Taiwanese poster for a Hong Kong film
that has to be screened in Hong Kong cinemas
(and, in all likelihood, might never will)
Blue Island (Hong Kong, 2022)
- Chan Tze-woon, director and scriptwriter
- Starring: Anson Sham Kwan-yin, Chan Hak-chi, Tin Siu-ying, Kenneth Lam, Keith Fong Chung-yin, Raymond Young, Kelvin Tam Kwan-long
This is one of those Hong Kong films that will make the most sense to those who have the requisite knowledge of Hong Kong's history and political scene. Sadly as well as ironically, few of these folks have had the chance to view Blue Island -- and, in all likelihood, won't do so in the foreseeable future -- as this thoughtful as well as thought-provoking docu-drama by Chan Tze-woon is one of those cinematic works that stands little chance of being approved for viewing by Hong Kong censors in the national security law era.
Billed as a Hong Kong protest documentary, Blue Island is actually less straightforward and more ambitiously conceived than Yellowing (2016), Chan's Umbrella Movement documentary, as well as previous films I've viewed about Hong Kong's anti-extradition bill-turned-pro-democracy protests (including Kiwi Chow's more well known Revolution of Our Times). Described in a Variety review as a "hybrid documentary", it contains re-enactments of events that took place in the 1960s and 1980s as well as footage of events that took place in 2019 (and possibly beyond), both on the street and off it along with interviews with a number of people who range in age, occupation and, actually, political perpectives too.
Blue Island opens with what the audience later learns is a dramatic re-enactment by two young adults of the escape from Mainland China by two individuals who are now are Hong Kong senior citizens. Chan Hak-chi and Git Hing swam to the then British colony of Hong Kong in 1973, when the Cultural Revolution was raging in China. In contrast, Anson Sham Kwan-yin and Tin Siu-ying, who briefly portray the husband and wife, and later are seen enjoying a meal and conversation with them in the film, were not born when Hong Kong -- the territory and its people -- was handed over to China by the British in the summer of 1997.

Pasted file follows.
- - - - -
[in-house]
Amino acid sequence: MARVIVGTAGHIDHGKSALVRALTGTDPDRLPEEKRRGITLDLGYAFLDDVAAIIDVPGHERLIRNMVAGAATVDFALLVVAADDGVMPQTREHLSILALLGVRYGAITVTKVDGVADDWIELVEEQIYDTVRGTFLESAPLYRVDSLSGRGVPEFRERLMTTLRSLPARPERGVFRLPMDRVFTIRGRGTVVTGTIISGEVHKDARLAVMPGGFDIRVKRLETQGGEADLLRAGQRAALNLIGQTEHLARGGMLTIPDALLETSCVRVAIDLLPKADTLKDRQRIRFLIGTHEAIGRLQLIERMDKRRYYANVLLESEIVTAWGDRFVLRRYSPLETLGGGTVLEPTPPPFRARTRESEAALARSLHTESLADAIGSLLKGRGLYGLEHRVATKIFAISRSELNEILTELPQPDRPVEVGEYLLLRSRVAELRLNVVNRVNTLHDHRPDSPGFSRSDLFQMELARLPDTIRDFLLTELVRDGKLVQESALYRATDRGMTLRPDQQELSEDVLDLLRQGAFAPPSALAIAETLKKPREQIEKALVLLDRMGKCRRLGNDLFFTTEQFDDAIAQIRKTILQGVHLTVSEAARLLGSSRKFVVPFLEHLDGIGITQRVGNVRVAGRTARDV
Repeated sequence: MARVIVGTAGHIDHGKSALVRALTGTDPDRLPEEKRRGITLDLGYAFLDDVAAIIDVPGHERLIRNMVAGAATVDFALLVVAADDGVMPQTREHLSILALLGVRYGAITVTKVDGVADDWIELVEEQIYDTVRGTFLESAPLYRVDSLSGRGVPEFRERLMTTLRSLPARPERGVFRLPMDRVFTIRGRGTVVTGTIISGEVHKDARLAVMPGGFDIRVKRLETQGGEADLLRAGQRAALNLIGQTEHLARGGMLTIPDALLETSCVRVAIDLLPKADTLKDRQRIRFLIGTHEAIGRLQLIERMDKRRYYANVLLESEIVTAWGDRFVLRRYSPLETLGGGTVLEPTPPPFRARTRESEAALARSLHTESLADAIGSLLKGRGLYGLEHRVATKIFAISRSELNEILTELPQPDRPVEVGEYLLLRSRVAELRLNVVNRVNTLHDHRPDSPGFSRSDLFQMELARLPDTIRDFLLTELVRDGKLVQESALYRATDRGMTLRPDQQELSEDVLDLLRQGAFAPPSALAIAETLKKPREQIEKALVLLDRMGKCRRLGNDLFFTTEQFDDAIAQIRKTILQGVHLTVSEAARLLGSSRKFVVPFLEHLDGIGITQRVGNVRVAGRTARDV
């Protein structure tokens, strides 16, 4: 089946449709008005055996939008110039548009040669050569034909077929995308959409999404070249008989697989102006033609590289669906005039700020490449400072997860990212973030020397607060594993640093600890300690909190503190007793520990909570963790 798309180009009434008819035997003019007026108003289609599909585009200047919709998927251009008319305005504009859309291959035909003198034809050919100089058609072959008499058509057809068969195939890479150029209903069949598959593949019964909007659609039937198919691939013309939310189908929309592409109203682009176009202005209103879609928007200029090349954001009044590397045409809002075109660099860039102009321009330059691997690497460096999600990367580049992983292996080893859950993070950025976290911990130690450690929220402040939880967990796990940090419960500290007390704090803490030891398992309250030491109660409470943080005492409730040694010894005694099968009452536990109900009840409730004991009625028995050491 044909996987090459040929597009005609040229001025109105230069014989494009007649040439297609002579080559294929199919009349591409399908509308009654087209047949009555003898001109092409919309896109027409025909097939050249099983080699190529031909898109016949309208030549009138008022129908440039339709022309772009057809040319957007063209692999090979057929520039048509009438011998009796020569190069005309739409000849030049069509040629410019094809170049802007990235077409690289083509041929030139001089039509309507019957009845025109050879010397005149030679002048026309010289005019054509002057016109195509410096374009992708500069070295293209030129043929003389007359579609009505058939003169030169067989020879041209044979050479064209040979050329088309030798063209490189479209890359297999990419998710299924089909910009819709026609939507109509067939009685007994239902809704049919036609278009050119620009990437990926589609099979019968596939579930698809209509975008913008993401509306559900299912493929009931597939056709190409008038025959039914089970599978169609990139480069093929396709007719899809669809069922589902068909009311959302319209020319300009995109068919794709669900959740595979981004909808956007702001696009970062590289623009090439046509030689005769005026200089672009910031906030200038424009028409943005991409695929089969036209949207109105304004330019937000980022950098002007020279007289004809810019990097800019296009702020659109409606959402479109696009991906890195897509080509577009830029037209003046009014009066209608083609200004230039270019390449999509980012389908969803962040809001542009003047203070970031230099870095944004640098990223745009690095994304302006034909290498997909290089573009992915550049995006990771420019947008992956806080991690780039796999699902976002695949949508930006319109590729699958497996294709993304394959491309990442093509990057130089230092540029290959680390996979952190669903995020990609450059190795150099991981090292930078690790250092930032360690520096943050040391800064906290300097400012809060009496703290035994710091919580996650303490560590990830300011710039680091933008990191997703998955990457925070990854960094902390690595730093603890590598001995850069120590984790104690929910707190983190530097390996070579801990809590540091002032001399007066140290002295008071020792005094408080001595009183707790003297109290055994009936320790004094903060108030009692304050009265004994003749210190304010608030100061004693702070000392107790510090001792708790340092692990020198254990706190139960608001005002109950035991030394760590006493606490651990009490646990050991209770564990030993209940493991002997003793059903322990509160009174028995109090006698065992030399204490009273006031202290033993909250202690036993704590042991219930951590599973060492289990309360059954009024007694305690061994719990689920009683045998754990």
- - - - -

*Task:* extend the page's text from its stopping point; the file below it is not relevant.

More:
Some of the most interesting and best sections of this considered offering involve conversations between the young people and the older folks who they essay in the dramatic re-enactments of such as an interrogation scene between a British police officer and a leftist protestor arrested for his involvement in the 1967 Hong Kong riots. An unscripted exchange between Raymond Young, who served time in jail when he was just a teenager and is the most pro-China participant in Blue Island by far, and Kelvin Tam Kwan-long, the young Hong Konger (and he most definitely identifies as that, versus "Chinese") who played Young in the scenes set in 1967, turned out to be thoroughly moving as well as interesting and illuminating.
Something truly noteworthy about Blue Island is how complexly it paints the local political scene. Of course, those who are pro-Hong Kong and -democracy are (disproportionately) represented in the often meditative film; and there are individuals whose vision of Hong Kong excludes China. But director Chan also serves up a reminder that there also are people out there who love China as well as Hong Kong, and want -- and have worked for -- democracy for all of China, not just Hong Kong.
One such individual is a veteran politician seen in the film hanging out with his friend Raymond Young. The fact that "Long Hair" Leung Kwok-hung is one of the 47 pro-democracy figures who have been behind bars for more than two years tells you a lot about how broad is the persecution the authorities have enacted.
Another of these individuals is Kenneth Lam, a lawyer who was one of the students present at Tiananmen Square on June 4th, 1989. A former president of the Hong Kong Federation of Students (one of whose alumni gatherings he's seen attending along with a number of faces readily recognizable to those familiar with the Umbrella Movement as well as the 2019 extradition bill protests), he has continued to show solidarity over the years with the pro-democracy movement in Hong Kong, and also those determined to remember the Tiananmen Square Massacre and still dream of democracy for China as a whole.
The choice of "actor" to play the young Kenneth Lam in Blue Island was a fellow pro-democracy activist and student leader. Although he's about three decades younger than Kenneth Lam, Keith Fong Chung-yin has also/already endured his share of trials and travails. Sentenced to nine months jail last April, the young man is, sadly, just one of a number of the Hong Kongers seen in this film who has spent time behind bars in recent years.
More than by the way, it can come as a shock for those who know -- or, at the very least, can recognize them -- to see several people who now have been incarcerated in it. This is particularly so in the film's end segment; which makes it all the more sad and poignant. I hope that those viewers who don't know the folks who feature in that end segment will be similarly affected. This even though feeling like one has been punched in the gut is not ideal. Because, while Blue Island has much that one can intellectually appreciate, it needs to psychological and emotionally impact in order to truly hit home.
My rating for this film: 8.0